Leander Paes has announced that he will be hanging up his tennis racquet at the end of this year. I have now been writing sports articles for The Teenager Today for more than thirty-six years but somehow Leander Adrian Paes inadvertently never found a place in my writing. The reason, perhaps, is twofold; first, in my younger days, the pair of Premjit Lal and Jaideep Mukherjea and later the Amritraj brothers — Anand and Vijay — were the more talked of players when the Davis Cup matches were played, secondly, when the Grand Slam events were conducted, it was the single players who stole the limelight. However, as the age-old proverb goes, it is ‘Better late than never’.
An individual who over three decades won 18 Grand Slam titles, 44 Davis Cup doubles matches and a bronze medal in the singles event at the Olympic Games and that too some of them after overcoming a brain tumour operation must definitely rank not only among the greatest tennis doubles players but also a ‘lion hearted’ fighter. In fact, that is exactly what the word Leander means – The Lion Hearted.
As a junior, Leander Paes came into limelight by winning the Wimbledon and U.S. Open titles but he achieved nothing noteworthy in the singles of the Grand Slam events in the men’s events though he did win some important singles matches in the Davis Cup matches. Leander, however, won two ATP singles titles in his career, the better known being the one where he beat Pete Sampras in the finals in straight sets.
The pair of Leander Paes and Mahesh Bhupathi created a furore when in 1999, they entered the finals of all the four Grand Slam events and won two of them, consequently securing the top doubles ATP ranking from where Leader has slipped out of the top 100 today. The year 1999 also saw Leander win the Wimbledon mixed doubles titles in partnership with Lisa Raymond, to achieve a rare double of doubles.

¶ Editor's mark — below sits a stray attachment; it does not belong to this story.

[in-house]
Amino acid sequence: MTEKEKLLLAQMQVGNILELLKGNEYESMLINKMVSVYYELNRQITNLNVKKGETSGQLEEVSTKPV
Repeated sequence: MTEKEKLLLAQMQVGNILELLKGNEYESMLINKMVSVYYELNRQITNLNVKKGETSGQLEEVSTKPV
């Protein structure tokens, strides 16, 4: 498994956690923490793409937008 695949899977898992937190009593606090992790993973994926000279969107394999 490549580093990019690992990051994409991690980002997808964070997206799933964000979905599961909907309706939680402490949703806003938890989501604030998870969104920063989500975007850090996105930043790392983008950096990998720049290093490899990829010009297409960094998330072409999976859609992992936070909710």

After a record 24 consecutive doubles victories in the Davis Cup, for some undisclosed reason, the pair of Leander and Mahesh fell apart. However, Leander continued to hit the headlines time and again with different partners. Unique as it may appear, during his career, Leander has partnered more than 100 men in different doubles events and more than 25 ladies in the mixed double events. His eight men’s Grand Slam doubles titles and ten mixed doubles Grand Slam titles over a spread of three decades are a testimony to his endurance, fitness, consistency and adjustability as a doubles player. In fact, no other player in the history of the game, other than Rod Laver and Leander, has won Grand Slam titles over three decades.
In 2002, Mahesh Bhupathi and Leander Paes paired to win the gold medal at the Asian Games. Having recovered from brain surgery, Leander led the Indian tennis team at the Doha Asian Games in 2006 and won a gold medal in the men’s doubles with Bhupathi and a mixed doubles gold medal with Sania Mirza.